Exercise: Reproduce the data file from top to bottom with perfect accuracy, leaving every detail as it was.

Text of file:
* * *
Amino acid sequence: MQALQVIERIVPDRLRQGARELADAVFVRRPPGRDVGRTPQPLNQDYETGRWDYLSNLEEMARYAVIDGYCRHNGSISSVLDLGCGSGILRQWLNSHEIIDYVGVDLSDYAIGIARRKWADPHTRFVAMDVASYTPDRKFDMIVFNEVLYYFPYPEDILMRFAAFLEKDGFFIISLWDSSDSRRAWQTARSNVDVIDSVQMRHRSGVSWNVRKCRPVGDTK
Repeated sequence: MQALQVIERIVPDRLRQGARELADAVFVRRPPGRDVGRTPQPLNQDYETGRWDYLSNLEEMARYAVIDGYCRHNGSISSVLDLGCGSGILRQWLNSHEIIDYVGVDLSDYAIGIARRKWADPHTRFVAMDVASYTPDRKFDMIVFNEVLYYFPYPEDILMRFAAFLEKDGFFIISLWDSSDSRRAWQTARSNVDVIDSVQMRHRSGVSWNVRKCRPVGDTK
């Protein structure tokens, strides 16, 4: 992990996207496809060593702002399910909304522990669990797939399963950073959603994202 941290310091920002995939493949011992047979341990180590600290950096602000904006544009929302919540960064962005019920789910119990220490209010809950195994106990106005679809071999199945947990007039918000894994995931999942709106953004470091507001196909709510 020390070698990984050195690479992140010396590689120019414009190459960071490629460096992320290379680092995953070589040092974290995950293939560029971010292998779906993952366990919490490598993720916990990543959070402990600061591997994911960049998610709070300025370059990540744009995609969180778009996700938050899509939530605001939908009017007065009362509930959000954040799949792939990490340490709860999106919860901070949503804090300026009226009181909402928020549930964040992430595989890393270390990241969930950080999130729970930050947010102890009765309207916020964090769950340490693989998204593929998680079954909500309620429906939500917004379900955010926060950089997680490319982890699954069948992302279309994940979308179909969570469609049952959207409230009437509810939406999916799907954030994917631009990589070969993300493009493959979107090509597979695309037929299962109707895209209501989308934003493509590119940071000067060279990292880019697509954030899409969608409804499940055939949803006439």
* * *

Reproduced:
Amino acid sequence: MQALQVIERIVPDRLRQGARELADAVFVRRPPGRDVGRTPQPLNQDYETGRWDYLSNLEEMARYAVIDGYCRHNGSISSVLDLGCGSGILRQWLNSHEIIDYVGVDLSDYAIGIARRKWADPHTRFVAMDVASYTPDRKFDMIVFNEVLYYFPYPEDILMRFAAFLEKDGFFIISLWDSSDSRRAWQTARSNVDVIDSVQMRHRSGVSWNVRKCRPVGDTK
Repeated sequence: MQALQVIERIVPDRLRQGARELADAVFVRRPPGRDVGRTPQPLNQDYETGRWDYLSNLEEMARYAVIDGYCRHNGSISSVLDLGCGSGILRQWLNSHEIIDYVGVDLSDYAIGIARRKWADPHTRFVAMDVASYTPDRKFDMIVFNEVLYYFPYPEDILMRFAAFLEKDGFFIISLWDSSDSRRAWQTARSNVDVIDSVQMRHRSGVSWNVRKCRPVGDTK
């Protein structure tokens, strides 16, 4: 992990996207496809060593702002399910909304522990669990797939399963950073959603994202 941290310091920002995939493949011992047979341990180590600290950096602000904006544009929302919540960064962005019920789910119990220490209010809950195994106990106005679809071999199945947990007039918000894994995931999942709106953004470091507001196909709510 020390070698990984050195690479992140010396590689120019414009190459960071490629460096992320290379680092995953070589040092974290995950293939560029971010292998779906993952366990919490490598993720916990990543959070402990600061591997994911960049998610709070300025370059990540744009995609969180778009996700938050899509939530605001939908009017007065009362509930959000954040799949792939990490340490709860999106919860901070949503804090300026009226009181909402928020549930964040992430595989890393270390990241969930950080999130729970930050947010102890009765309207916020964090769950340490693989998204593929998680079954909500309620429906939500917004379900955010926060950089997680490319982890699954069948992302279309994940979308179909969570469609049952959207409230009437509810939406999916799907954030994917631009990589070969993300493009493959979107090509597979695309037929299962109707895209209501989308934003493509590119940071000067060279990292880019697509954030899409969608409804499940055939949803006439």